The Philippine Coast Guard sent six vessels that guarded Filipino fishermen in the Scarborough Shoal, in the South China Sea, officials said, adding that Chinese and Philippine coastguard vessels did not clash.
“That is farthest from our mind right now,” said Transportation Secretary Arthur Tugade when asked if the deployment of Philippine vessels was meant to challenge the presence of Chinese vessels in the Scarborough Shoal.
Their deployment was for “roving inspection, testing the waters” in the South China Sea, said Tugade when asked if China and the Philippines have agreed to a joint patrol of the area near the shoal.
The Philippine Coast Guard sent BRP Tubbataha and BRP Davao del Norte to the Scarborough Shoal on Thursday. It also sent BRP Pampanga as backup, while three other monitoring control and surveillance vessels were on standby, said Commodore Armand Balilo, spokesperson of the Philippine Coast Guard.
“Our mission, our purpose, is to check on the condition and situation of our fishermen in the area and to sustain what we have started, and that is to have government presence in the area,” said Balilo.
“The bottom line is, we should not make any provocative actions so as not to affect whatever diplomatic efforts are being made by the President and the government. For us, what is important is for Philippine presence to be felt in the area,” said Balilo when asked if China and the Philippines have begun a friendly joint patrol in the South China Sea.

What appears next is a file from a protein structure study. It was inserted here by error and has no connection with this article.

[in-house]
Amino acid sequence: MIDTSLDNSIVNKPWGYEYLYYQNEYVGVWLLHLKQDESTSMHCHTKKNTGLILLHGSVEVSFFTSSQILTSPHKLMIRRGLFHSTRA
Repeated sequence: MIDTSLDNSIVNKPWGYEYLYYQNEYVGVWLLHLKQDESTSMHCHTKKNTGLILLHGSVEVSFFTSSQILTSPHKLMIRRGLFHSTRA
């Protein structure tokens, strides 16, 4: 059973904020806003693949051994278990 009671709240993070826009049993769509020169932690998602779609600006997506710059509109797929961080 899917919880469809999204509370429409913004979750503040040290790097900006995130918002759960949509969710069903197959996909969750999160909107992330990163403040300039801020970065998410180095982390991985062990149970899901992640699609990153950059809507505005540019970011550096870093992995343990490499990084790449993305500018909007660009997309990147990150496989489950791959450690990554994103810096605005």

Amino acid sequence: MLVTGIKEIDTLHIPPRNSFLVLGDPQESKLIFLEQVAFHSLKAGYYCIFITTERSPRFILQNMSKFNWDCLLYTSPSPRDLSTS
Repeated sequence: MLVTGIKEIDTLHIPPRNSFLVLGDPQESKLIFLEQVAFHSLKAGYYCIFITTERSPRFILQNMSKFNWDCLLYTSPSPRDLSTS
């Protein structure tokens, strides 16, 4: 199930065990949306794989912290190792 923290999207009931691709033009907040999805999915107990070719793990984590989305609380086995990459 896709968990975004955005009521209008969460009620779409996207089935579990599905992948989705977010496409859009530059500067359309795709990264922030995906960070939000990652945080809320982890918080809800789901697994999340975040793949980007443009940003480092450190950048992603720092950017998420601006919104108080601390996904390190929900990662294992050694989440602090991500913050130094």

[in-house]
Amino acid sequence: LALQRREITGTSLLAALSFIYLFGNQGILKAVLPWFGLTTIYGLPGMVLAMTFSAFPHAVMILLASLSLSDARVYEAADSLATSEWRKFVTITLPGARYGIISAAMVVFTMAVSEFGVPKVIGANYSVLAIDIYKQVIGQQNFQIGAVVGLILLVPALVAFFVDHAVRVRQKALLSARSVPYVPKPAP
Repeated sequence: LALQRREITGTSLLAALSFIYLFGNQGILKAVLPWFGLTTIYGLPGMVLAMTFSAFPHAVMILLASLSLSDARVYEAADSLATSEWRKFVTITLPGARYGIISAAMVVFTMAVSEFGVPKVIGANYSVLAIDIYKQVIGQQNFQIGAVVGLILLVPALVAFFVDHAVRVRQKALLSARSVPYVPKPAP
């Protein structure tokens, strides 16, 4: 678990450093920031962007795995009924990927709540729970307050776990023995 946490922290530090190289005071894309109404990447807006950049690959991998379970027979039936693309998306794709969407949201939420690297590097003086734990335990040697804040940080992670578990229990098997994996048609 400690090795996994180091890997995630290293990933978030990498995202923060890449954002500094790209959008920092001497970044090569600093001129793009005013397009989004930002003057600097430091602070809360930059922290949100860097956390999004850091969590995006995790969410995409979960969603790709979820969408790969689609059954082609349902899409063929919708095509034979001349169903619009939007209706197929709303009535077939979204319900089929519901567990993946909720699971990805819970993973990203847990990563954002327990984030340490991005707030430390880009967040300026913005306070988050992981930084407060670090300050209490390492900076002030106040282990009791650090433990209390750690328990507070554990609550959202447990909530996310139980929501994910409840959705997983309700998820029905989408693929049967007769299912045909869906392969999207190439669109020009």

Philippine President Rodrigo Duterte and Chinese President Xi Jinping reached an agreement last October for the return of Filipino fishermen to the Scarborough Shoal, China’s foreign ministry said earlier, adding the agreement was forged during Duterte’s state visit to China last October. But China’s administration of the Scarborough Shoal has not changed, the foreign ministry noted.
Duterte opted for bilateral talks with China after The Hague-based Permanent Court Arbitration (PCA) ruled last July 12 that China’s claim of the entire South China Sea and its enhancement of rocks and shoals there were illegal. PCA also ruled that China should make the Scarborough Shoal it occupied in 2012 as a common fishing ground for all claimants to the South China Sea.
Duterte’s visit to China marked Philippines’ pivot to China, the launching of an independent foreign policy, and “separation” from the US.
Scarborough, 230 kilometres west of Philippines’ Zambales Province, northern Luzon, is within the Philippines 200 nautical miles exclusive economic zone in the South China Sea. It is called the West Philippine Sea.
China closed off the Scarborough Shoal — following a standoff with Philippine vessels — in 2012. In 2013, the Philippines elevated its complaint to the PCA against China’s claim of the entire South China Sea where $5 trillion (Dh18 trillion) worth of traded cargo passes every year.